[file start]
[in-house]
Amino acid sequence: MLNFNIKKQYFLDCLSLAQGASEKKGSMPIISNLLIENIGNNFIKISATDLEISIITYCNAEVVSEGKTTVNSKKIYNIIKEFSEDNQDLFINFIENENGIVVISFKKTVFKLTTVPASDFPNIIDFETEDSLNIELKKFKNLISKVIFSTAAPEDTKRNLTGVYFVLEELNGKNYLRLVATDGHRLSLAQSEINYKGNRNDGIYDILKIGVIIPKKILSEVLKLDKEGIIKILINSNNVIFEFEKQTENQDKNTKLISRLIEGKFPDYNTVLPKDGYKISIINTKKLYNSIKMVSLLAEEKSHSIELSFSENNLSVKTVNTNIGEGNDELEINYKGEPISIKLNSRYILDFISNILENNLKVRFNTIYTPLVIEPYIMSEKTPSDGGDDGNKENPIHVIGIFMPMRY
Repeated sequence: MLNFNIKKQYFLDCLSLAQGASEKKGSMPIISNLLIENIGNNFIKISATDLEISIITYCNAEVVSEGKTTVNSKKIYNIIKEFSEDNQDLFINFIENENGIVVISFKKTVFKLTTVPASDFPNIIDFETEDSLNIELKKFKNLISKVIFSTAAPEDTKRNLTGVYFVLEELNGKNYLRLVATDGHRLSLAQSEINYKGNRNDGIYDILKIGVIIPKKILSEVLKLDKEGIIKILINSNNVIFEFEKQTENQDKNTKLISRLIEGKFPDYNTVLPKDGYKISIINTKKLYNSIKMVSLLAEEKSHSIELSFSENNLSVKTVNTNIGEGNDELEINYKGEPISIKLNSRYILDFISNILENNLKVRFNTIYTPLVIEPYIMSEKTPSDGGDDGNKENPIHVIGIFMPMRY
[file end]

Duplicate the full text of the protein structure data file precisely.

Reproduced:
[in-house]
Amino acid sequence: MLNFNIKKQYFLDCLSLAQGASEKKGSMPIISNLLIENIGNNFIKISATDLEISIITYCNAEVVSEGKTTVNSKKIYNIIKEFSEDNQDLFINFIENENGIVVISFKKTVFKLTTVPASDFPNIIDFETEDSLNIELKKFKNLISKVIFSTAAPEDTKRNLTGVYFVLEELNGKNYLRLVATDGHRLSLAQSEINYKGNRNDGIYDILKIGVIIPKKILSEVLKLDKEGIIKILINSNNVIFEFEKQTENQDKNTKLISRLIEGKFPDYNTVLPKDGYKISIINTKKLYNSIKMVSLLAEEKSHSIELSFSENNLSVKTVNTNIGEGNDELEINYKGEPISIKLNSRYILDFISNILENNLKVRFNTIYTPLVIEPYIMSEKTPSDGGDDGNKENPIHVIGIFMPMRY
Repeated sequence: MLNFNIKKQYFLDCLSLAQGASEKKGSMPIISNLLIENIGNNFIKISATDLEISIITYCNAEVVSEGKTTVNSKKIYNIIKEFSEDNQDLFINFIENENGIVVISFKKTVFKLTTVPASDFPNIIDFETEDSLNIELKKFKNLISKVIFSTAAPEDTKRNLTGVYFVLEELNGKNYLRLVATDGHRLSLAQSEINYKGNRNDGIYDILKIGVIIPKKILSEVLKLDKEGIIKILINSNNVIFEFEKQTENQDKNTKLISRLIEGKFPDYNTVLPKDGYKISIINTKKLYNSIKMVSLLAEEKSHSIELSFSENNLSVKTVNTNIGEGNDELEINYKGEPISIKLNSRYILDFISNILENNLKVRFNTIYTPLVIEPYIMSEKTPSDGGDDGNKENPIHVIGIFMPMRY